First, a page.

I love lacquer and have been fortunate to receive lacquered bowls, chopsticks and bento boxes from my relatives in Japan over the years. And I was so pleased to learn that lac dye is derived from shellac, which I assumed was where lacquer came from. It was a very nice tie-in with the beautiful lac color and the muted and matte earthy reds of traditional Asian lacquer. Well, I wasn’t exactly accurate when it comes to Japanese lacquer. While it is true that shellac is used in making lacquer, what I discovered is that this type of Japanese lacquer is from the sap of a tree that is tapped similar to a sugar maple. The viscous gum that drips out of the cuts in the bark is collected, refined and colored and then applied to wooden objects as a very durable, highly glossy covering. Mariko Nishide has an excellent website (www.urushi-kobo.com)devoted to Japanese urushi lacquer, and details the laborious, 50-step process in creating a lacquered object. Read about the history of urushi lacquer and see some of the objects that are 9000 years old.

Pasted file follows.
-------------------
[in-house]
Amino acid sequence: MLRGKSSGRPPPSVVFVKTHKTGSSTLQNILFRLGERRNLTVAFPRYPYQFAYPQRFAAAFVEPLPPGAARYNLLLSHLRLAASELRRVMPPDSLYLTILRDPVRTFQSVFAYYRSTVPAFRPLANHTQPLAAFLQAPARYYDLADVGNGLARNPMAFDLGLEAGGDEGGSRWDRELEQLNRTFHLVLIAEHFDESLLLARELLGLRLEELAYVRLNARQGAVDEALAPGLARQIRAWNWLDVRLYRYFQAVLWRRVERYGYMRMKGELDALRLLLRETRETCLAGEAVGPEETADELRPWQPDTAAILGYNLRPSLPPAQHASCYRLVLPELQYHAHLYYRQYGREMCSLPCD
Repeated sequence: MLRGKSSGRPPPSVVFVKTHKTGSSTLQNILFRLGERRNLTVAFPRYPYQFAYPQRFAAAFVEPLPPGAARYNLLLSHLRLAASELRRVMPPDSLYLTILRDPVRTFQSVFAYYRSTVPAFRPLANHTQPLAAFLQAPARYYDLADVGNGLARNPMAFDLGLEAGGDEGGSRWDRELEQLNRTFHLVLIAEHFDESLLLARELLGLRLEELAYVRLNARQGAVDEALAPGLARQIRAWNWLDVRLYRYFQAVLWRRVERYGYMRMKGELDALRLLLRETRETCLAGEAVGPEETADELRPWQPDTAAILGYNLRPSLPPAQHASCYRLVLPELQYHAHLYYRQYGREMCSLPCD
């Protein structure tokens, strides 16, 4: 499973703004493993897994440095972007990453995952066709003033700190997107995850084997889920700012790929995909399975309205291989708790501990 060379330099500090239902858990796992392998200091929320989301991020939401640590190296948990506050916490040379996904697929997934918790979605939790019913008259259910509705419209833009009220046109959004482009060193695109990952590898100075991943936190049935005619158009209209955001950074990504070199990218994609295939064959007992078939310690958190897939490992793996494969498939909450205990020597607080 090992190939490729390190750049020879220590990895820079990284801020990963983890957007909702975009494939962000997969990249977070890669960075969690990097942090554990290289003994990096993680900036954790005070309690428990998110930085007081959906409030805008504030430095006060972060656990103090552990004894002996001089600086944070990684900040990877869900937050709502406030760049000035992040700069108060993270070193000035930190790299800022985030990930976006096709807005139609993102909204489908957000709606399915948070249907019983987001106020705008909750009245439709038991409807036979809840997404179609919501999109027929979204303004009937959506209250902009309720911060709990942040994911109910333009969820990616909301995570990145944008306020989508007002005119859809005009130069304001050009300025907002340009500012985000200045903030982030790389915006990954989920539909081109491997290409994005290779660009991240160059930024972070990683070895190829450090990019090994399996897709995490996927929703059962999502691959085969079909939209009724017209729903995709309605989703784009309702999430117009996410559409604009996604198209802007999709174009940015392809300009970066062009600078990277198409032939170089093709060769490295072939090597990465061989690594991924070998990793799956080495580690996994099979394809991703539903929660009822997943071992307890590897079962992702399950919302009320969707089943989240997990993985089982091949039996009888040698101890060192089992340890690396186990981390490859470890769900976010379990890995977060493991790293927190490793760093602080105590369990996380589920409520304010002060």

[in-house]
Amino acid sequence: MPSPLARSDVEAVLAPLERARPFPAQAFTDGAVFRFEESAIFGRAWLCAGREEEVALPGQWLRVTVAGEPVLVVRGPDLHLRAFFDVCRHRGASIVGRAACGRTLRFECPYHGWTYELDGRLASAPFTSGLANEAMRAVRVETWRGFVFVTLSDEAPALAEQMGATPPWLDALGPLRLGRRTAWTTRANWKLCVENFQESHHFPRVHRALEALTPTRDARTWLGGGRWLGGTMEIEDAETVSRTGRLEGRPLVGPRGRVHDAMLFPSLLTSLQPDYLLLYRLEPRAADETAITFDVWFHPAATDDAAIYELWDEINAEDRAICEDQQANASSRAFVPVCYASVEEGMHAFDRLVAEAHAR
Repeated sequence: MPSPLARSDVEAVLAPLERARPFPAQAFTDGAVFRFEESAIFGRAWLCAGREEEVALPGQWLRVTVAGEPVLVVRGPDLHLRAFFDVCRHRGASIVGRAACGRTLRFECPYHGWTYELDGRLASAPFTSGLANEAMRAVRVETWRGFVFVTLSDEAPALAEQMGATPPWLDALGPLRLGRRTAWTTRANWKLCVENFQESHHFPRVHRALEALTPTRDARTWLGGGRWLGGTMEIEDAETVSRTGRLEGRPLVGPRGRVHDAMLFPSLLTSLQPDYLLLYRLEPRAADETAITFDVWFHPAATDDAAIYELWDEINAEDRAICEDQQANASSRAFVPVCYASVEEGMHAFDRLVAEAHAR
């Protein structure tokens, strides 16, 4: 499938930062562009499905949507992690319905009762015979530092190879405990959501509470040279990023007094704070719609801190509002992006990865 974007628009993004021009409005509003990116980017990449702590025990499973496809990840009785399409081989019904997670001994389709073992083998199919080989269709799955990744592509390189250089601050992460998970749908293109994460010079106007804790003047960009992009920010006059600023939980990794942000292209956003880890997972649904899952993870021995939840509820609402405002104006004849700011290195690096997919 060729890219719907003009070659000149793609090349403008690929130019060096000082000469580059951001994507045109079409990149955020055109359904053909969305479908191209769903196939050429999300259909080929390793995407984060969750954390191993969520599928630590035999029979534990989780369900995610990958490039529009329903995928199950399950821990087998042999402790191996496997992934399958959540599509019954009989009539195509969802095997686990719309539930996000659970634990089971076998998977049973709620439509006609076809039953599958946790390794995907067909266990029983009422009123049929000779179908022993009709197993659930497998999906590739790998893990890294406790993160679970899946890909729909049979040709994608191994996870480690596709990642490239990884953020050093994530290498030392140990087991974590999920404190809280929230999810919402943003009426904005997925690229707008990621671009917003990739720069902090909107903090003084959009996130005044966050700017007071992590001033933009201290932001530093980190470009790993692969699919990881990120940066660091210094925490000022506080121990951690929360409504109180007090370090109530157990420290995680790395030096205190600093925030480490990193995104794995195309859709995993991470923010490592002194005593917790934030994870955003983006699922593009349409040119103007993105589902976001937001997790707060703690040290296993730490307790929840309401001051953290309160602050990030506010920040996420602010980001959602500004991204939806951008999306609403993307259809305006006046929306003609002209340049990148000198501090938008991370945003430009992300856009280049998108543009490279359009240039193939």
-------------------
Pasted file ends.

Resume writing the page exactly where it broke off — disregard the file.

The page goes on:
When I spied these Japanese lacquer scoops, I just had to have them as they were beautiful and elegant and had the shiny hardness of the dark black lacquer with the random exposure of the red lacquer underlayer. I hope you enjoy them and find them as lovely as I did.